Sussex County’s leadoff hitter Edwin Mateo became the first professional baseball player to stand inHinchliffe’s batter’s box since 1950.
Jackals Win First Sporting Event in a National Park
By Brian LoPinto
PATERSON, N.J. – It’s not often that a 91 year old makes history.
On May 21 st at 4:42 p.m. Hinchliffe Stadium added to its rich history as the venerable ballpark hosted the
first professional sporting event within the boundary of a National Park. Historic moments were
witnessed from the outset as the New Jersey Jackals defeated the Sussex County Miners 10-6.
Sussex County’s leadoff hitter Edwin Mateo became the first professional baseball player to stand in
Hinchliffe’s batter’s box since 1950. Mateo took Vin Mazzaro’s first pitch for a ball, and the Frontier
League immediately took the ball out of play and donated it to the Charles J. Muth Museum of Hinchliffe
Stadium. The very next pitch, Mateo connected on Mazzaro’s offering sending the blue and red stitched
pearl over the center field fence for both the first professional hit, and home run, in nearly 73 years.
Prior to Mateo, the last home run at the corner of Liberty and Maple occurred when 14-year major
league veteran Del Ennis clouted a homer while wearing his Philadelphia Phillies uniform in 1950.
Two batters later, Princeton, New Jersey native Gavin Stupienski hit a solo shot giving a Miners a quick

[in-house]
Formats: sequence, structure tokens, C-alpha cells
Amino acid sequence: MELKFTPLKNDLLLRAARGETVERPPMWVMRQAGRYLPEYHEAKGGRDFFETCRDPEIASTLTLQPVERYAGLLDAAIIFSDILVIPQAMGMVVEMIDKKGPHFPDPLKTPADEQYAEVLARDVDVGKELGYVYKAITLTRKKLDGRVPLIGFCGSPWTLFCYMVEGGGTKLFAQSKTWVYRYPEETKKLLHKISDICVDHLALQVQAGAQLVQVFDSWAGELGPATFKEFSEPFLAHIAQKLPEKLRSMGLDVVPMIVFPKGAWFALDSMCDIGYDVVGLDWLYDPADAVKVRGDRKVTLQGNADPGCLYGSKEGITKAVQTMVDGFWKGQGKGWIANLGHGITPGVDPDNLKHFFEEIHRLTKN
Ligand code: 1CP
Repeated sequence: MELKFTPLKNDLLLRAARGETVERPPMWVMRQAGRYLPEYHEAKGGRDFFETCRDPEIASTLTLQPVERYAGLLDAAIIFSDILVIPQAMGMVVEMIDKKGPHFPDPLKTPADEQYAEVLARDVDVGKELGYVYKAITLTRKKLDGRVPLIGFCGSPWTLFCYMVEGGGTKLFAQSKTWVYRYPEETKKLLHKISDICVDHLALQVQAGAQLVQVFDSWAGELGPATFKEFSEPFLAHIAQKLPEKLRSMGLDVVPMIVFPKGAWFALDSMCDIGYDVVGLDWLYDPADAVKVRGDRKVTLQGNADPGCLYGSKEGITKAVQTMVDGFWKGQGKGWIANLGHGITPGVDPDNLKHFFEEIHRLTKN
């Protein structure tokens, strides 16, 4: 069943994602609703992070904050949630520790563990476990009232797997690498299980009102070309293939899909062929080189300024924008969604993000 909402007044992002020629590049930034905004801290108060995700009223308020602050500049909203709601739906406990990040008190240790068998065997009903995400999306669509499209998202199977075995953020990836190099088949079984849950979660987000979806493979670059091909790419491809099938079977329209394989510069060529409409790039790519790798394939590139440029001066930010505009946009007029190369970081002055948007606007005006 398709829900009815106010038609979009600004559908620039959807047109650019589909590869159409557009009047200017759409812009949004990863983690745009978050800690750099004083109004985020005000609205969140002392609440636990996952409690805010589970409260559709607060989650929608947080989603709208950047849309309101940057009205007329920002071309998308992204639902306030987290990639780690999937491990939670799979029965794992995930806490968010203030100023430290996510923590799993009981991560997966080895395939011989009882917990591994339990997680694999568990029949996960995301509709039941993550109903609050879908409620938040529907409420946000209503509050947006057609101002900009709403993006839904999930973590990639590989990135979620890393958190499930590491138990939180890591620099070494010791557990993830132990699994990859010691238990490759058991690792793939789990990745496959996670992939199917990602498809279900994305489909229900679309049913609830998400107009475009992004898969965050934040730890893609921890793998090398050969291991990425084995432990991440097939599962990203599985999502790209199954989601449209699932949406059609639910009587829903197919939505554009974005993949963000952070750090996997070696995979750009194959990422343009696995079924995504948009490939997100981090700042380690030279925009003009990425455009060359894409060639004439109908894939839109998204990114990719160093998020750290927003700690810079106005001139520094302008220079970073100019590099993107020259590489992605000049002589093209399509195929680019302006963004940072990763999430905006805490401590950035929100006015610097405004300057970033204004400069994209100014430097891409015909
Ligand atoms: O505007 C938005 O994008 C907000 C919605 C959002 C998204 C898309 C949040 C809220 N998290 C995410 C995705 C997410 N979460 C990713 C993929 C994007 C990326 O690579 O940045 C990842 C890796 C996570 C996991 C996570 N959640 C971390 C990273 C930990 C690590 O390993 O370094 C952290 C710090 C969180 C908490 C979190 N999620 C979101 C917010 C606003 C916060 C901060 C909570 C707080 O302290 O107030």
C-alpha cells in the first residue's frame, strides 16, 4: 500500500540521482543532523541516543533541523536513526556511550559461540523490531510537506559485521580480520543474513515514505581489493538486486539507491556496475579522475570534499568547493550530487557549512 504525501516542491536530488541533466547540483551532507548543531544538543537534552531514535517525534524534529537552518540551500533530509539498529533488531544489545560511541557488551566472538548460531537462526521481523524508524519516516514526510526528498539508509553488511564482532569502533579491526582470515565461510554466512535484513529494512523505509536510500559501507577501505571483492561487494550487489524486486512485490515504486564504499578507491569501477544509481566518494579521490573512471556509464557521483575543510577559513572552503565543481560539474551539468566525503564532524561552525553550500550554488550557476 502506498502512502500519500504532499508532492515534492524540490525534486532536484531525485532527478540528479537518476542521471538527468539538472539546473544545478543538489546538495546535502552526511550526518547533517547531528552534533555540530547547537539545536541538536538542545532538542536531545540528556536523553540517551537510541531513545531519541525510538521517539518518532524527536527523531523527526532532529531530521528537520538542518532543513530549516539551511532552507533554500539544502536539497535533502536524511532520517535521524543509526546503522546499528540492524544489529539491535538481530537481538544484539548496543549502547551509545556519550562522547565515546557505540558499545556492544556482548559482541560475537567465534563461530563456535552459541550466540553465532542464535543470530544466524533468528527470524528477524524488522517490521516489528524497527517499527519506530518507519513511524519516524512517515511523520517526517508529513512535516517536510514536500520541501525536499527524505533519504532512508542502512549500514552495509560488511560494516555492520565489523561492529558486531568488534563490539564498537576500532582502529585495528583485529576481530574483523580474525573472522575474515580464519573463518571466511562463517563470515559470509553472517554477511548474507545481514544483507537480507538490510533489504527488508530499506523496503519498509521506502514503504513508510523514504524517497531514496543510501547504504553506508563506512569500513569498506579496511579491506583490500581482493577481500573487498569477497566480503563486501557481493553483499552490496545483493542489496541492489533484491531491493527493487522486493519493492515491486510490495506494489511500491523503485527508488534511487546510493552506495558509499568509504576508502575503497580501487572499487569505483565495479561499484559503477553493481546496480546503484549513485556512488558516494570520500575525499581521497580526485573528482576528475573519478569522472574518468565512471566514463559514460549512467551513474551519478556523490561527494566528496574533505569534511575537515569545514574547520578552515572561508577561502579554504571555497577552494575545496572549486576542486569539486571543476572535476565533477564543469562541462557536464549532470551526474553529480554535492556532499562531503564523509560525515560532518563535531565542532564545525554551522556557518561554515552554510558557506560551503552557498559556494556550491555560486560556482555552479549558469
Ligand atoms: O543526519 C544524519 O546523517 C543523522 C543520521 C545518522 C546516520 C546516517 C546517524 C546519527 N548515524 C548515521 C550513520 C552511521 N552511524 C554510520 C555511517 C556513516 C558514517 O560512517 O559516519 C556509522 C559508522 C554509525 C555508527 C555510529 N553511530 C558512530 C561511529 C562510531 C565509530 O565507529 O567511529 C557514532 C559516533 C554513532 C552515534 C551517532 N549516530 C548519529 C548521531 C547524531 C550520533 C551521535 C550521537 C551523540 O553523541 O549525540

2-0 lead. Paterson’s new team answered back in their half of the first. New Jersey leadoff hitter James
Nelson was hit by a pitch, followed by right fielder Josh Rehwaldt’s home run to tie the game. The
Jackals would add two more runs on Nilo Rijo go-ahead single for a 4-2 lead after one inning. Rijo a
Passaic, New Jersey native, added to this historic first inning by swiping the first stolen base in
Hinchliffe’s modern era.
“I’m going to go for it right away,” said Rijo, who was originally signed by the Boston Red Sox. “It’s either
I hit the first home run, or steal the first bag.” Rijo’s place in history was not lost on him.
“Knowing that so many legends played here, just stepping on the field, wow, I’m grateful.”
Hinchliffe Stadium’s baseball diamond is not configured as the Negro Leagues games were played. The
current configuration has a clear advantage for left handed hitters.
“It’s a launching pad,” said Jackals manager P.J. Phillips. “But you still have to hit it, you still have to
touch the ball. We settled down, we pitched well. Just tried to shut them down.”
“The idea for this is really, really cool,” said Sussex County manager Chris Widger about Hinchlife
Stadium’s renaissance. “It’s going to be tough, because they’re probably going to break every home run
After a day off, it will be brunch and baseball at Hinchliffe Stadium as the Jackals host the Evansville
Otters. First pitch 10:35 a.m.